If one had the explicit intention to use the left-overs, then they need not be burnt.

Source: Kitzur Shulchan Aruch 139:20

Shabbat Shalom

- Danny
Thursday, 2 Tevet 5771

Wednesday, December 8, 2010

Halocho #707 - What is Zot Chanuka?

The Torah Reading for tomorrow - the last day of Chanuka - has 39 verses.

It starts from ביום השמיני in Parshat Naso and continues all the way past the end of the Parsha and ends with the first paragraph of Parshat Beha'alotcha which talks about the daily lighting the 7-branched Menora in the Mishkan and the Bet HaMikdash.

The last paragraph of Parshat Naso starts with the words זאת חנוכת המזבח - as a result the last day of Chanuka is often referred to as Zot Chanuka.

Source: Kitzur Shulchan Aruch  139:23

Chodesh Tov! Don't forget Ya'aleh Veyavo and Al Hanisim in the Amida and Birkat Hamazon.

- Danny
Wednesday, 2nd day Rosh Chodesh Tevet 5771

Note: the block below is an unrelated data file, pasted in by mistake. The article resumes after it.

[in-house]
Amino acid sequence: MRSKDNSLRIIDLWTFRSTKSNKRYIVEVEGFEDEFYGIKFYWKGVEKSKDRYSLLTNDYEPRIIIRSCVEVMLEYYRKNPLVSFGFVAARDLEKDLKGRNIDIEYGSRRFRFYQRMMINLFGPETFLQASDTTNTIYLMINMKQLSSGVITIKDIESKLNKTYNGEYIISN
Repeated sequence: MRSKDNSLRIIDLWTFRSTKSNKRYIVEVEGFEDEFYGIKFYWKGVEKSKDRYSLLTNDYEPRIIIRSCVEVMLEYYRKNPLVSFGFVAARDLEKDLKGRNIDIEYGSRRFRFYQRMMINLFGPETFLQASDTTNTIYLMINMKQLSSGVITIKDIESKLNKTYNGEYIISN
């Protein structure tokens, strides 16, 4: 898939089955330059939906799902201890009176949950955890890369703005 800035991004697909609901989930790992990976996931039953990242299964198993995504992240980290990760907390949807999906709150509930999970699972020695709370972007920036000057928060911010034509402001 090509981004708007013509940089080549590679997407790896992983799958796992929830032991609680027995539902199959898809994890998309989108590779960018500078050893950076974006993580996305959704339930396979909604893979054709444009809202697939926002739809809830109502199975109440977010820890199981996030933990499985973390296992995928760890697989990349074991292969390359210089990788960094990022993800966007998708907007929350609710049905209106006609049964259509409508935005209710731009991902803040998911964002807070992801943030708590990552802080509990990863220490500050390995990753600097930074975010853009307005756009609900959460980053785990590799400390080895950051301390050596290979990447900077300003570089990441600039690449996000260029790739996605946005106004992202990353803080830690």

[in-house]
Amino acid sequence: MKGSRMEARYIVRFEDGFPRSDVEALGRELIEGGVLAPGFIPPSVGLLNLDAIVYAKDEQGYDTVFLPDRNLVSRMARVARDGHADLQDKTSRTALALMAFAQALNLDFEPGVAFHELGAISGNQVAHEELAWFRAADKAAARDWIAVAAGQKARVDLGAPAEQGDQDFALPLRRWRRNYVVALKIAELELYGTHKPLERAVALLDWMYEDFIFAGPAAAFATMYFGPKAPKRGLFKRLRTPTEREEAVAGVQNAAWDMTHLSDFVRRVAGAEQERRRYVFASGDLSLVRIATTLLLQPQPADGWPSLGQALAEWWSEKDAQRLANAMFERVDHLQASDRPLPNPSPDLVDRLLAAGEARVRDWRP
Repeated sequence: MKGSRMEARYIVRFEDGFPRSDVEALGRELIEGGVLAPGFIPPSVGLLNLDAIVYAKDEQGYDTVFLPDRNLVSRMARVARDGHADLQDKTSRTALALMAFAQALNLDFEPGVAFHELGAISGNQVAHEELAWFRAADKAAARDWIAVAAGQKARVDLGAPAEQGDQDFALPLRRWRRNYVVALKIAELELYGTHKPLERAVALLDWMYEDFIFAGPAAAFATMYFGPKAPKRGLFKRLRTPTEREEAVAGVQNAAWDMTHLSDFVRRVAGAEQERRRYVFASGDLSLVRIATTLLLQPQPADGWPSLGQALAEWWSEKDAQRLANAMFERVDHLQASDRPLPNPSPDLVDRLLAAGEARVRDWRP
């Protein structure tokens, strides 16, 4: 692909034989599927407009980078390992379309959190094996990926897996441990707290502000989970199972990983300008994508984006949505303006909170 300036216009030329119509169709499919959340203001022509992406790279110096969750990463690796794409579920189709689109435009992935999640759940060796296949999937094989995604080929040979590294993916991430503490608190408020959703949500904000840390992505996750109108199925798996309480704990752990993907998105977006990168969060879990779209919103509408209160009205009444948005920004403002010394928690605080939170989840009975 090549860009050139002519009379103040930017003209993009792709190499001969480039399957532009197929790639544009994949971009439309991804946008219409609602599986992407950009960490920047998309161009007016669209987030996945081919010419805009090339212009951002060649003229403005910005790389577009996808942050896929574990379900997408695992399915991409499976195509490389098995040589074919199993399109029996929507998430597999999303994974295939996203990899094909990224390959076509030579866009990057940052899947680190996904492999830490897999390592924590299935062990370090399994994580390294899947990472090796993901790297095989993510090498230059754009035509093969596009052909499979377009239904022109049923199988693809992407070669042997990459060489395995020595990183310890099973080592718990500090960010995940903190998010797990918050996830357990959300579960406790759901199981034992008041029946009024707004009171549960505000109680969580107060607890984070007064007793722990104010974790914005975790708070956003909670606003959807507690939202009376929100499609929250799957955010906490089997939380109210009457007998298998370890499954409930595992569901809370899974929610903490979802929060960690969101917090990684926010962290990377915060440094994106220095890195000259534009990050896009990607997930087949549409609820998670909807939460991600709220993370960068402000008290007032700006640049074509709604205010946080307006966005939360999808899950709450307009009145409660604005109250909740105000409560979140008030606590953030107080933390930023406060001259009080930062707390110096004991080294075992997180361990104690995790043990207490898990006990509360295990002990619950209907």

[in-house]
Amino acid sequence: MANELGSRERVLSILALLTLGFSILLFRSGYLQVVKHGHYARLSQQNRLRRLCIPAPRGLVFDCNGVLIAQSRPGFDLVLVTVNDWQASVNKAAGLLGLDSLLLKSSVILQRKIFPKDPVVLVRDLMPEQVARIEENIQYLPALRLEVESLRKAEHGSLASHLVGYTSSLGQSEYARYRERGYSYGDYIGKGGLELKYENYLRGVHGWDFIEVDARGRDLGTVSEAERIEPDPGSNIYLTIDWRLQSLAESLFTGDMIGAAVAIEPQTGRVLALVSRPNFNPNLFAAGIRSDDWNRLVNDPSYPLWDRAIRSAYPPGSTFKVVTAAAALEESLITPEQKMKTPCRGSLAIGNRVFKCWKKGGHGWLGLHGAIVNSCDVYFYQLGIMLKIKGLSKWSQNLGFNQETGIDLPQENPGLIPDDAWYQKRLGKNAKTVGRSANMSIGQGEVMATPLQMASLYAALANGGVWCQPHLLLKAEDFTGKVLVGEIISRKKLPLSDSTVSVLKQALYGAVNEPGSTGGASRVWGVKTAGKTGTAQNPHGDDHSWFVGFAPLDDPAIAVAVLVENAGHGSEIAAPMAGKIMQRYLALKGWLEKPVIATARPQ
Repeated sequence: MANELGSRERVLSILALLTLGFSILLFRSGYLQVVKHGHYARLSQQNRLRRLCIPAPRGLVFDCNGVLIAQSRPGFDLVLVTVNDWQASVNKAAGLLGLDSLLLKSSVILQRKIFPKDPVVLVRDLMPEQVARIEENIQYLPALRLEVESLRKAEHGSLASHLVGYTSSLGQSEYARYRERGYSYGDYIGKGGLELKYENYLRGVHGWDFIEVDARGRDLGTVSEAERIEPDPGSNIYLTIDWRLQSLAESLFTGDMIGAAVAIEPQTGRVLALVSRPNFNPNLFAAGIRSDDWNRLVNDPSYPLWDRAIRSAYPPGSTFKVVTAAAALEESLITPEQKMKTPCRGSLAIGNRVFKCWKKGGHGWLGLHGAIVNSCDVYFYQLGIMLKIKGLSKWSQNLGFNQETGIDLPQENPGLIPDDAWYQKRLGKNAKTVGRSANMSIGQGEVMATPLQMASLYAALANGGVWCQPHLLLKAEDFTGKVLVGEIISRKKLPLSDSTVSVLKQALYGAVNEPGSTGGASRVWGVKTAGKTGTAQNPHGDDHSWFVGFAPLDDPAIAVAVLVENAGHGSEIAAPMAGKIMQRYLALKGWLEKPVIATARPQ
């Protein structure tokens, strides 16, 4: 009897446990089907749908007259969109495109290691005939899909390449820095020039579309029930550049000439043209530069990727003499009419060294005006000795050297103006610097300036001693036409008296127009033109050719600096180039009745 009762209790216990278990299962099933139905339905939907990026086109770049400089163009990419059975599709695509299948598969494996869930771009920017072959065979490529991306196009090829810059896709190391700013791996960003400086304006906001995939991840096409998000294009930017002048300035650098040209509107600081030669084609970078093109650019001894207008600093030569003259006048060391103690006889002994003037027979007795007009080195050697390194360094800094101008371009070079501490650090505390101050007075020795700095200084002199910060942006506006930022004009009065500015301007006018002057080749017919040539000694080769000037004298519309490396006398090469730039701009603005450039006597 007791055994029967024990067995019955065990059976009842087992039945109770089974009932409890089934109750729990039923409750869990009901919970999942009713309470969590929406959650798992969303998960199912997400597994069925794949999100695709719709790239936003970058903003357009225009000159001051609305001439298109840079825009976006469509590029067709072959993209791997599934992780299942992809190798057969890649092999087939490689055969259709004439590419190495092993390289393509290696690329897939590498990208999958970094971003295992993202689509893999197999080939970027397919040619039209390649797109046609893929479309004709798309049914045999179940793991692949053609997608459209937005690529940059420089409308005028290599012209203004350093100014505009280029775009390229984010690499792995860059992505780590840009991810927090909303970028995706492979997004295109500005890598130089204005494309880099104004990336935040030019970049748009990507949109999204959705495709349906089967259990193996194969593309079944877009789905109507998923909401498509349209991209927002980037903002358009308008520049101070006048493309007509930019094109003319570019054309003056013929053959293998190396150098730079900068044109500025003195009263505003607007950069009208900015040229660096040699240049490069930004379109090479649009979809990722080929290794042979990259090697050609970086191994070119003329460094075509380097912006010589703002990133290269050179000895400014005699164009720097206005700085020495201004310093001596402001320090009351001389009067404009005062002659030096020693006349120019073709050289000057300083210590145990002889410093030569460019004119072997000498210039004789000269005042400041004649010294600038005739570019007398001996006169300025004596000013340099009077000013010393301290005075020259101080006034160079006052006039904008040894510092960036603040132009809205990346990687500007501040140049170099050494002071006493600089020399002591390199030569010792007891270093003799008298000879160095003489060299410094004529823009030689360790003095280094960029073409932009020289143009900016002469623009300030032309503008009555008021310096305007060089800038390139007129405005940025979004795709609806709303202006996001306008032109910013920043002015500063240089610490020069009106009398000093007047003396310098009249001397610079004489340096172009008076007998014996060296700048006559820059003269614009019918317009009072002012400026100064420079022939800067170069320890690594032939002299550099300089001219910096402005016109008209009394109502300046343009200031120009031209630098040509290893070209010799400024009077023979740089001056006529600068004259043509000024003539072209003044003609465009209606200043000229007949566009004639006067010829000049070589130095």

--> Great selection of Hanuka books at VirtualGeula <--

Tuesday, December 7, 2010

Halocho #706 - The Chanukah Menorah in shul

In order to publicize the miracle of Chanuka, the Menora is lit - with the correct Brachot - in the synagogue, between Mincha and Ma'ariv.

The person who lit the Menora in shul has to light again at home, with the correct Brachot.

A mourner should not light the Menora in shul on the first night of Chanuka, since it's inappropriate for him to say "Shehechiyanu" in public. At home a mourner does say "Shehechiyanu" on the first night.

Source: Kitzur Shulchan Aruch 139:15

Chodesh Tov! Don't forget Ya'aleh Veyavo and Al Hanisim in the Amida and Birkat Hamazon.

- Danny
Tuesday, 1st day Rosh Chodesh Tevet, 5771